By some magic I recently decided to reread Prodigal Summer by Barbara Kingsolver. Swept down into the moist, green of an Appalachian holler, I experienced the author’s luscious language of procreation, love and desire. Only a biologist with the writing skills of Kingsolver can blend fiction with science and get away with it. Readers barely notice they are being instructed gently through storytelling to consider what may be lost under our feet through our inattention and by our misconception of where we humans fit into the larger scheme of things.
The third sentence of Prodigal Summer is the whole of the story:
Every quiet step is thunder to beetle life underfoot, every choice a world made new for the chosen.
Nature is not simply wallpaper in our lives. Kingsolver weaves a story of interrelationships reflective of the true reality of all living things: we are utterly dependent on each other.
6 thoughts on “Return to Prodigal Summer…”
Susan, I have read other Kingsolver books, and you have inspired me to read Prodigal Summer. The sentence your quote reflects my thoughts many times when hiking the mountains of Appalachia.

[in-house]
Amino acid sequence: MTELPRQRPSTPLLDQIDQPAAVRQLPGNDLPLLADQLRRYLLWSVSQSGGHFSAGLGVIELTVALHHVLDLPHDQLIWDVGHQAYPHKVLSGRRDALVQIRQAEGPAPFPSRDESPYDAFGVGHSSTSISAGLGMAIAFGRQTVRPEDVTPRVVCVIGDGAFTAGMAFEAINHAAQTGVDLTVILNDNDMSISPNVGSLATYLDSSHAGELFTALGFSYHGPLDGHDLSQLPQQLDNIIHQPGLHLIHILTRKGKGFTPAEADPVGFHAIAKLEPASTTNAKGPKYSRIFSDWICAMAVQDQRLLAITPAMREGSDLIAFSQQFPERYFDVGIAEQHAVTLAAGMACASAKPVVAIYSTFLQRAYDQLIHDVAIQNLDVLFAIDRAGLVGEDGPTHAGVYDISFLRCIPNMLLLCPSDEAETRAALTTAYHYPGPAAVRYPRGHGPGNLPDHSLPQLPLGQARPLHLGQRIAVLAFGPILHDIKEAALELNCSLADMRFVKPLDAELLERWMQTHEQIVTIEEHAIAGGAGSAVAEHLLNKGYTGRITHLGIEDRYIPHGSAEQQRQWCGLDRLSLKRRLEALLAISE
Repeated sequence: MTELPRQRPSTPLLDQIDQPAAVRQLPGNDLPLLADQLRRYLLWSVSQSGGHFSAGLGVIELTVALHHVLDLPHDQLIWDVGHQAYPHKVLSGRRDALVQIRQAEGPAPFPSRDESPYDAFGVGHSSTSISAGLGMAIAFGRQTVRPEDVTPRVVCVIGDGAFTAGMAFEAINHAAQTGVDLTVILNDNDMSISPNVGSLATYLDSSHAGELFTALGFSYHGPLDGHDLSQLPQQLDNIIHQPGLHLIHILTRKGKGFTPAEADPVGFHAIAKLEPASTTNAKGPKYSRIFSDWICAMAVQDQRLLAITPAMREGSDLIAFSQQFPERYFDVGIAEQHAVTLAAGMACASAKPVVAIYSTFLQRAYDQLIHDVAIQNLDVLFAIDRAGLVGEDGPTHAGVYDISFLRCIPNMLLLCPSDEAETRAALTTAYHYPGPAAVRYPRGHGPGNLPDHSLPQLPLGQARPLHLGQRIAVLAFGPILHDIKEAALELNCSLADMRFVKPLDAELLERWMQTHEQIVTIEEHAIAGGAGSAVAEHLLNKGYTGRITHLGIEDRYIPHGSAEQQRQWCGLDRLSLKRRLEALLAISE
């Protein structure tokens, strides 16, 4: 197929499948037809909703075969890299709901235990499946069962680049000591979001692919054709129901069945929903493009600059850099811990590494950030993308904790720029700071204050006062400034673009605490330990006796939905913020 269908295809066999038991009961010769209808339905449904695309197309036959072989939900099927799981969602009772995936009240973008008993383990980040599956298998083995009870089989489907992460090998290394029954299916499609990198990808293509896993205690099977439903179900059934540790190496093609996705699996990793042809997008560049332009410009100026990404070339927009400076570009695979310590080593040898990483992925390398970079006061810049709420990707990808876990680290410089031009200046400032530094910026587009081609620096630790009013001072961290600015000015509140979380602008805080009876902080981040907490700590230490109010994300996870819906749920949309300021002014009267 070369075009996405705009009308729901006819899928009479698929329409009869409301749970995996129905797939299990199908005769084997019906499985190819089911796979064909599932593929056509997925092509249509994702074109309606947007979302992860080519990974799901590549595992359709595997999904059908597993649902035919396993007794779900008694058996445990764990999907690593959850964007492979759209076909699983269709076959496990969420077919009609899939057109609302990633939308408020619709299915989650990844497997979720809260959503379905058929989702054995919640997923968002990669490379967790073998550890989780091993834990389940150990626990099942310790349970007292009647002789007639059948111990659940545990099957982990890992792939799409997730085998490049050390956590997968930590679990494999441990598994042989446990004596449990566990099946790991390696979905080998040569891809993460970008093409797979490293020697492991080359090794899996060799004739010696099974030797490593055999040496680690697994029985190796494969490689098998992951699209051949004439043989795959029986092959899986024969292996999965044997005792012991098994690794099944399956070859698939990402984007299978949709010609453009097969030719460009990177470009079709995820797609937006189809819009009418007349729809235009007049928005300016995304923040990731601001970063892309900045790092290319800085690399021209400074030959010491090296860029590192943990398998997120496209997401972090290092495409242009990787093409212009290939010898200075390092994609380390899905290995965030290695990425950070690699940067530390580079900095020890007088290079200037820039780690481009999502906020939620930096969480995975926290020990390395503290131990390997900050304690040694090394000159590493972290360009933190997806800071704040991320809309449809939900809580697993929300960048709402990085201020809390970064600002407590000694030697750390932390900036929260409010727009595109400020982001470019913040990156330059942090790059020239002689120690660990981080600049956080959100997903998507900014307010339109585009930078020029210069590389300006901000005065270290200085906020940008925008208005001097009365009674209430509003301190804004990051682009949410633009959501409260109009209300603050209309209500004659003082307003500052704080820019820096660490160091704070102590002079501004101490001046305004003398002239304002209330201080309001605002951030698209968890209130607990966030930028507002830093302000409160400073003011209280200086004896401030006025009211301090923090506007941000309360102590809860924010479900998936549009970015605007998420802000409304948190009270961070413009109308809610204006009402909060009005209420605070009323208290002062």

You will love it. I had the feeling that Barbara was having a really good time writing all about love and biodiversity in the same tale. Enjoy…
I recently listened to Prodigal Summer, and author Barbara Kingsolver narrated the book herself, doing a marvelous job. I’d read the book before, but hearing it in its entirety in B.K.’s soft, up-east accent was just the very best. It is my life-list’s favorite book!
What a great idea, the book on CD. Maybe for a long road trip like I am getting ready to make for Thanksgiving at my son’s and daughter in law’s….thanks for the tip!
I know everyone likes The Poisonwood Bible, but Prodigal Summer has always been my favorite book of hers. I hope to make it to reading Lacuna one day as I know you’re a fan.
Lacuna is much like Poisonwood; on a deep plain connecting points in time past and present, invoking spiritworld…Frida Kahlo would have loved that.